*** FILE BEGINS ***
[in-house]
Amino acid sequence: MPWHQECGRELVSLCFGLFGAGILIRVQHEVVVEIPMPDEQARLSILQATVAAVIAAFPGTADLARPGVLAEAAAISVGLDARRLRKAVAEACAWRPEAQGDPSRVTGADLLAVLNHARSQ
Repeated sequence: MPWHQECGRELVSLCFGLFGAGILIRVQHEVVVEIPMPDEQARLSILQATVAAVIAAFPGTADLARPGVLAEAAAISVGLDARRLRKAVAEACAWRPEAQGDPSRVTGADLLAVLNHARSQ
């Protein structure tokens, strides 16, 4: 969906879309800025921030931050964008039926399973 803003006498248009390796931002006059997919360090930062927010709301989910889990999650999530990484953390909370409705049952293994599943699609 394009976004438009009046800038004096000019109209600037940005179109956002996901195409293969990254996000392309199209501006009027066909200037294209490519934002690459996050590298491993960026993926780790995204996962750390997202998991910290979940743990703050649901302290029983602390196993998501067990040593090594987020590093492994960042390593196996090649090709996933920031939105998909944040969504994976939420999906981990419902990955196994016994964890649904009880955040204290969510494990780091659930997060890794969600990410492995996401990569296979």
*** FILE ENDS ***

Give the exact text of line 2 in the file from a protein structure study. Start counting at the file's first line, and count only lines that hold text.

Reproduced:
Amino acid sequence: MPWHQECGRELVSLCFGLFGAGILIRVQHEVVVEIPMPDEQARLSILQATVAAVIAAFPGTADLARPGVLAEAAAISVGLDARRLRKAVAEACAWRPEAQGDPSRVTGADLLAVLNHARSQ